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A man fills out an information card during an Affordable Care Act outreach event hosted by Planned Parenthood for the Latino community in Los Angeles, California September 28, 2013. REUTERS/Jonathan Alcorn
Ask any any Republican in Congress whether or not Obamacare can work and they'll give you the same answer: It can't work, and it will collapse of it's own weight because not enough people will sign up for it, creating a death spiral.

Well, we're more than month away from the end of open enrollment, and take a look at California:

Well before the March 31 deadline to buy insurance, California announced Tuesday it has already exceeded its 2014 enrollment goals for its health care exchange.

By the end of January, 728,410 people had enrolled in private health plans through Covered California, and 100,000 more signed up in the first two weeks of February. About 26% are 34 and younger.

So with nearly six weeks left to go, California has already hit its target. New York also reporting strong growth, with nearly a half-million signups. Nationwide, more than one million people signed up in January alone. And in related news, the number of uninsured has hit a five-year low.

But we're not just seeing Obamacare working in blue states or in reddish states with blue governors. We're also seeing that even in the deepest red of states, Obamacare can work:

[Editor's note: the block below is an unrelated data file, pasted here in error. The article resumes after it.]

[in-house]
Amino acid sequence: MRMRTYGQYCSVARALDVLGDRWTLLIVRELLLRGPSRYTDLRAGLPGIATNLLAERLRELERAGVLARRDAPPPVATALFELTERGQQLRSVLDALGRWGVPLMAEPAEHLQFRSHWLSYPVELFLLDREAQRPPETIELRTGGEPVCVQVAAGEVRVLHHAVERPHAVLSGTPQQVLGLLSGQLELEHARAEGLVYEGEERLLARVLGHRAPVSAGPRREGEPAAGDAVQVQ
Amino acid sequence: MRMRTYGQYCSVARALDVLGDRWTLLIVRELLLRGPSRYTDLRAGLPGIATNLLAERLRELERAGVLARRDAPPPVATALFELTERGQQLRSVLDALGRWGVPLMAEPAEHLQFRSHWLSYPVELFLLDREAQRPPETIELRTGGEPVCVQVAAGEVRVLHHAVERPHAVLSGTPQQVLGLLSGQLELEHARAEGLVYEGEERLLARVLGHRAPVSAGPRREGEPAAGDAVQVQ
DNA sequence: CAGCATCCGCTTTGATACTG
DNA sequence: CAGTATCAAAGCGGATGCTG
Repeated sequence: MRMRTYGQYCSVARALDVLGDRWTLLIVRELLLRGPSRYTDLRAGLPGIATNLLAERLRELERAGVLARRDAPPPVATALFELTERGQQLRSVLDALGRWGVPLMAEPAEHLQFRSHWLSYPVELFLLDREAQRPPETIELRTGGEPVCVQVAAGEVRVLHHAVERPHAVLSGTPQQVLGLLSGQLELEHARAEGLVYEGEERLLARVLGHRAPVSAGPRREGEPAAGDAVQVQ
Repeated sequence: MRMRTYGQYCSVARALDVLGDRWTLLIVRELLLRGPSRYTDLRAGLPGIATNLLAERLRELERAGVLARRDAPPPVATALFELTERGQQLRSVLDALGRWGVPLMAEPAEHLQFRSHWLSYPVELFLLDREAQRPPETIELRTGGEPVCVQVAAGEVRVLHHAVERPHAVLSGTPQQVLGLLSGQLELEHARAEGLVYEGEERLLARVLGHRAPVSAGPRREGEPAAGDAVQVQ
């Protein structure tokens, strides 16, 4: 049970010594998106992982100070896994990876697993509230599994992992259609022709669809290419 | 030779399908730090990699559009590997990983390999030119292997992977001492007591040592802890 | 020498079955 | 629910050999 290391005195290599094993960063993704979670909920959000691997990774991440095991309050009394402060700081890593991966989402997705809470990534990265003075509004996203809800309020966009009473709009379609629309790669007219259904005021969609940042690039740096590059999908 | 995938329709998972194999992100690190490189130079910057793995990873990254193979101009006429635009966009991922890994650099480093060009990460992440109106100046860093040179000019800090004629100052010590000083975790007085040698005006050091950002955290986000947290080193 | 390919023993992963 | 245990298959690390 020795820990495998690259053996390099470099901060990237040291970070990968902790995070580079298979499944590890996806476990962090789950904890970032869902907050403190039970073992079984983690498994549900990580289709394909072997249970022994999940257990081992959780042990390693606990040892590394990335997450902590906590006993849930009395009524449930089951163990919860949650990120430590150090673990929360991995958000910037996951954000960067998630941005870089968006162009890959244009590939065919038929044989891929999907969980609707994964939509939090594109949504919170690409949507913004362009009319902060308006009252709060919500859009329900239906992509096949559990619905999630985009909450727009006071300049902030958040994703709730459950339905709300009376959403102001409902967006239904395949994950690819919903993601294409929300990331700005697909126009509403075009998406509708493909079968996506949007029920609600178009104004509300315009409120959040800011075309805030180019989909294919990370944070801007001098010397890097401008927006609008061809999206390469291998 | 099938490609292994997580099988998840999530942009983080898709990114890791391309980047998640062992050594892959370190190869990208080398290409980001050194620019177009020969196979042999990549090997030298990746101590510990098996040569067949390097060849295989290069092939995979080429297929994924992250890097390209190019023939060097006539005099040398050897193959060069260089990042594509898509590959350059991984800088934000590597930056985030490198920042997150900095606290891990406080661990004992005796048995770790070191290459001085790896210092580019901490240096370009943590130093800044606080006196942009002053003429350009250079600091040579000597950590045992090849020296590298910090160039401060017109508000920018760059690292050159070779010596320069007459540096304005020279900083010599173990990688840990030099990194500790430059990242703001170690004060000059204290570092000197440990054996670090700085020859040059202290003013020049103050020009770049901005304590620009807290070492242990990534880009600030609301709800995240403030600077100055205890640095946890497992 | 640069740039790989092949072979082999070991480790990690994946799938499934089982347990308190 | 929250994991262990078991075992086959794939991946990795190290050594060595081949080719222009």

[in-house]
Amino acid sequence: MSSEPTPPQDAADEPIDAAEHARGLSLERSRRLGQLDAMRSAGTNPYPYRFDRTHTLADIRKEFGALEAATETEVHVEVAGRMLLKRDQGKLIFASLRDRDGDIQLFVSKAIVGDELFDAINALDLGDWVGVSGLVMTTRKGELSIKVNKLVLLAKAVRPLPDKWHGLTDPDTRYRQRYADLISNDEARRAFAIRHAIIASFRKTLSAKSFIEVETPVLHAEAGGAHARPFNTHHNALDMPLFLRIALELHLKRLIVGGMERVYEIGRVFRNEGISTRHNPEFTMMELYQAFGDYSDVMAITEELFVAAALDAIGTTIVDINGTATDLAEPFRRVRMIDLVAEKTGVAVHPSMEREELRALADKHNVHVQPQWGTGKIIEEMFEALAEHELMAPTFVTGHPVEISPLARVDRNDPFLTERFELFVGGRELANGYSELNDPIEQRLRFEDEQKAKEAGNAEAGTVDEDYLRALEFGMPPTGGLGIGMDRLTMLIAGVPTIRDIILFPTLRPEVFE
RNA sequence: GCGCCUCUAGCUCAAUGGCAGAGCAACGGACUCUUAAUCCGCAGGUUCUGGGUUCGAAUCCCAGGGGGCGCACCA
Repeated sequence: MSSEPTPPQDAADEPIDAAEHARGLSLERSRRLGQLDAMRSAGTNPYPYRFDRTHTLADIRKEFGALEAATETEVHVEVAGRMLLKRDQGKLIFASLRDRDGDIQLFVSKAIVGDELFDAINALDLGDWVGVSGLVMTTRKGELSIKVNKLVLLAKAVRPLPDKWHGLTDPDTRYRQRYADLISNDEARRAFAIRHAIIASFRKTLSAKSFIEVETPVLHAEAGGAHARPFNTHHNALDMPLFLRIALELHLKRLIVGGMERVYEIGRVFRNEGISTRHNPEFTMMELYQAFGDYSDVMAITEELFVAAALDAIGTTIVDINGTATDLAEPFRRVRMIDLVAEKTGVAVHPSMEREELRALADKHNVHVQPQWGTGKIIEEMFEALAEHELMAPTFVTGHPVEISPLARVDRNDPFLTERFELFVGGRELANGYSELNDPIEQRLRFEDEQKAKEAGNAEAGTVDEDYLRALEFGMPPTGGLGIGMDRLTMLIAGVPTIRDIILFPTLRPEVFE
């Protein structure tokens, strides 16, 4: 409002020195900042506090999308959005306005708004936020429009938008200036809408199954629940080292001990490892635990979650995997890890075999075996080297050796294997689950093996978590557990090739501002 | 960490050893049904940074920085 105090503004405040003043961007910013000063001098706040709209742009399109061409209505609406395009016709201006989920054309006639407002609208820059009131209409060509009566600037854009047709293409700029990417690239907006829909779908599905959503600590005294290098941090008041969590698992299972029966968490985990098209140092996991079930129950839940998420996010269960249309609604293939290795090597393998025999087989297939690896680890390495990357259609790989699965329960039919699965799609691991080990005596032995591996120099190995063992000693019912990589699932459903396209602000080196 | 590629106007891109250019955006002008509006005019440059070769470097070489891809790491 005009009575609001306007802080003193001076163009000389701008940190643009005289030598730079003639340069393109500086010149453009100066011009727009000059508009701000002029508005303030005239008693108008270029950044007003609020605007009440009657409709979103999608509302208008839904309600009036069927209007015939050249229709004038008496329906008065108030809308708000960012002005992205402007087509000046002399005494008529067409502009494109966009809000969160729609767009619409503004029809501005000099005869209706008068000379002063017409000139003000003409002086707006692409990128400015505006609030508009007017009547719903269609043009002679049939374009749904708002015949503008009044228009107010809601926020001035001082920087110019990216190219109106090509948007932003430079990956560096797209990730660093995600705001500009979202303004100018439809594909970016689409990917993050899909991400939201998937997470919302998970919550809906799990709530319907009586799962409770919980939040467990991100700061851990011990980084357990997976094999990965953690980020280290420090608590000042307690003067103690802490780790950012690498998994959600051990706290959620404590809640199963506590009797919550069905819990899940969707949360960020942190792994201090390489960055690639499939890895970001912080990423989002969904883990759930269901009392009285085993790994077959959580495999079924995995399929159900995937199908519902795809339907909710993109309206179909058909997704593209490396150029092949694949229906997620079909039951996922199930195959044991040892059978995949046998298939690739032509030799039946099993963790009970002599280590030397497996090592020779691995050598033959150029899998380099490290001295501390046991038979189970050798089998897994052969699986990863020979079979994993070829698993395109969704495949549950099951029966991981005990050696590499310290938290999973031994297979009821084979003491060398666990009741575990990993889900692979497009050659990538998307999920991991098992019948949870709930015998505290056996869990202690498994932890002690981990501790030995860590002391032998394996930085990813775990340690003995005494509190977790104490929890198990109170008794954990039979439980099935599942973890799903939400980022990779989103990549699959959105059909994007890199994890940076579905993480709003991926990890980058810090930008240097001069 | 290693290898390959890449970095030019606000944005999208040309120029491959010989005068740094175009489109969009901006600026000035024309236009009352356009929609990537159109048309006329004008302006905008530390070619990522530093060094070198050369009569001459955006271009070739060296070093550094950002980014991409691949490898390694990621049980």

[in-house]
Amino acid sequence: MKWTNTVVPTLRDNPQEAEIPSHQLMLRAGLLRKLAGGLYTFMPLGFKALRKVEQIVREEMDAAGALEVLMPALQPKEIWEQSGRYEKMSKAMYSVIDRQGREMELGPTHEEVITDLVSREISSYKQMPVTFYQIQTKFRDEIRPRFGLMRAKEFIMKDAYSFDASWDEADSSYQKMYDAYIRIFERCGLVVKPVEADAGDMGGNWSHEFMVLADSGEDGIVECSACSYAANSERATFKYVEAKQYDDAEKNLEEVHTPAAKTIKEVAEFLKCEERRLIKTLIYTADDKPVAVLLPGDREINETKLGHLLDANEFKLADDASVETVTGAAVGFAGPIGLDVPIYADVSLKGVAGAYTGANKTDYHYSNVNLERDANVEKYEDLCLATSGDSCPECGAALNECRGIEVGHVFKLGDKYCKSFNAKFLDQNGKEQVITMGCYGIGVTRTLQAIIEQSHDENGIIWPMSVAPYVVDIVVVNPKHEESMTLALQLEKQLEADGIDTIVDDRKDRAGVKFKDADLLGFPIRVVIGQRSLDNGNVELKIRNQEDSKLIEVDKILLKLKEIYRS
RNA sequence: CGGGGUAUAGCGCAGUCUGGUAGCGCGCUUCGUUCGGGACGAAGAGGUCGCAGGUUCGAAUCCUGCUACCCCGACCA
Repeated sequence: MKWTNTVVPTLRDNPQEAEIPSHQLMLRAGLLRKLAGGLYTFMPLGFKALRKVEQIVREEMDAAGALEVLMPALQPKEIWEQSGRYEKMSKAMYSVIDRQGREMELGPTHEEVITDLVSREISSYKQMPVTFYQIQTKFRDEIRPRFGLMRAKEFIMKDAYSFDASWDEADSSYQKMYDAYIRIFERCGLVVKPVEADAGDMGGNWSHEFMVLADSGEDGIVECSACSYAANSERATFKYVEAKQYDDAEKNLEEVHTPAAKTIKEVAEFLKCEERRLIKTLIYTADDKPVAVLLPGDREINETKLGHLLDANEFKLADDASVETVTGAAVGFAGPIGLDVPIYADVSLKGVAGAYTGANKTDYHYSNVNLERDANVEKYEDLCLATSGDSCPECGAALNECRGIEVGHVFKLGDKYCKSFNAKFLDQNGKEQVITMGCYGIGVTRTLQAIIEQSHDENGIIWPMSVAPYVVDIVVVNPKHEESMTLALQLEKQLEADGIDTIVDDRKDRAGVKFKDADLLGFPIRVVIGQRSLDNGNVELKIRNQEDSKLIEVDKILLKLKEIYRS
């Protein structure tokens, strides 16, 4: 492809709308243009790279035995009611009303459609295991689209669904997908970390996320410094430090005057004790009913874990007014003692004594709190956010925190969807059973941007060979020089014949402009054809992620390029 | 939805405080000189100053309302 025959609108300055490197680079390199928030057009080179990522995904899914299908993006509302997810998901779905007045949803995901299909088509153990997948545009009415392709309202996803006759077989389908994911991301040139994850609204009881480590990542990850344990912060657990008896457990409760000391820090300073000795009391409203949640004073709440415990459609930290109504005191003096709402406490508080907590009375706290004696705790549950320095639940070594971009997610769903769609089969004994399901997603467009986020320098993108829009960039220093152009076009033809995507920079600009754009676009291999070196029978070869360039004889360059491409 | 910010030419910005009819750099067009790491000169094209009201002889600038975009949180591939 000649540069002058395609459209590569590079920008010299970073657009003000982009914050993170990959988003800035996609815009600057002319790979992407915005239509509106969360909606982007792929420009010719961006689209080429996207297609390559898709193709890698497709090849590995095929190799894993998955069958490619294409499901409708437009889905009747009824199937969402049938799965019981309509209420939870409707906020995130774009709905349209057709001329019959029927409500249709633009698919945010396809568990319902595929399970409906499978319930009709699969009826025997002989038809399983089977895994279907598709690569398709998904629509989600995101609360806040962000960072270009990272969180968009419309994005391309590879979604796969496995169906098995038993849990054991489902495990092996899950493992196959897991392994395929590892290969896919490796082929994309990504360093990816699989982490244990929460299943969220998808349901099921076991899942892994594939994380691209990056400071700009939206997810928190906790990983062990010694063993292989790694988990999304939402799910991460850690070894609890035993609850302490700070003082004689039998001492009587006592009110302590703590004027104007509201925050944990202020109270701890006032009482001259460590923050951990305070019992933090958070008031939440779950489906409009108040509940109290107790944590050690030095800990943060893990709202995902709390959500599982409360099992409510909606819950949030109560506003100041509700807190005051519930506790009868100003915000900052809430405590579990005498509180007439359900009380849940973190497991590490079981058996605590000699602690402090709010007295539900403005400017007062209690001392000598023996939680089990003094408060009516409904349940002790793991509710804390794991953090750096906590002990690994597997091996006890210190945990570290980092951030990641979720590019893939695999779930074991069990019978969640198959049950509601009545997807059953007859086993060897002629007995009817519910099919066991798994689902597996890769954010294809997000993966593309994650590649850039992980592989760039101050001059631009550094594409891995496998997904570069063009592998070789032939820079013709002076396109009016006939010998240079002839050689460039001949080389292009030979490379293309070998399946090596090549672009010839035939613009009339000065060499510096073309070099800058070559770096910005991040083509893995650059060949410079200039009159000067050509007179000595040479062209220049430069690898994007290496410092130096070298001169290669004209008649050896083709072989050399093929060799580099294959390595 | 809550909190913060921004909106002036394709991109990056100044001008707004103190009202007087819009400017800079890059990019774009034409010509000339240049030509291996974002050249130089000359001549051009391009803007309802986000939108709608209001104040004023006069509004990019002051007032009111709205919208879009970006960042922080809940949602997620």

Humana, one of two insurers to offer coverage in [Mississippi] through a health insurance marketplace, recently obtained Obama administration approval to waive fees for enrollees who see a doctor by the end of June for a nonpreventive visit.
The result has been a surge in Obamacare signups. Even the state's Republican insurance commissioner acknowledges that it's working:
State Insurance Commissioner Mike Chaney said he wasn’t sure initially that the financial carrot would work, but he now describes it as an “effective” tool that’s fueling a surge in enrollment. CMS offered conditional approval of the policy early this month.
Overall, Mississippi's is growing at a faster rate than any other state in the country, though that's partly because enrollment got off to a weak start in the state. Still, that's good news, and when you've got Republican officials in states like Mississippi talking about "effective" Obamacare programs, it should clearer than ever that Obamacare is not a death spiral. It can work and it is working.

Originally posted to Daily Kos on Wed Feb 19, 2014 at 01:15 PM PST.

Also republished by Los Angeles Kossacks and California politics.

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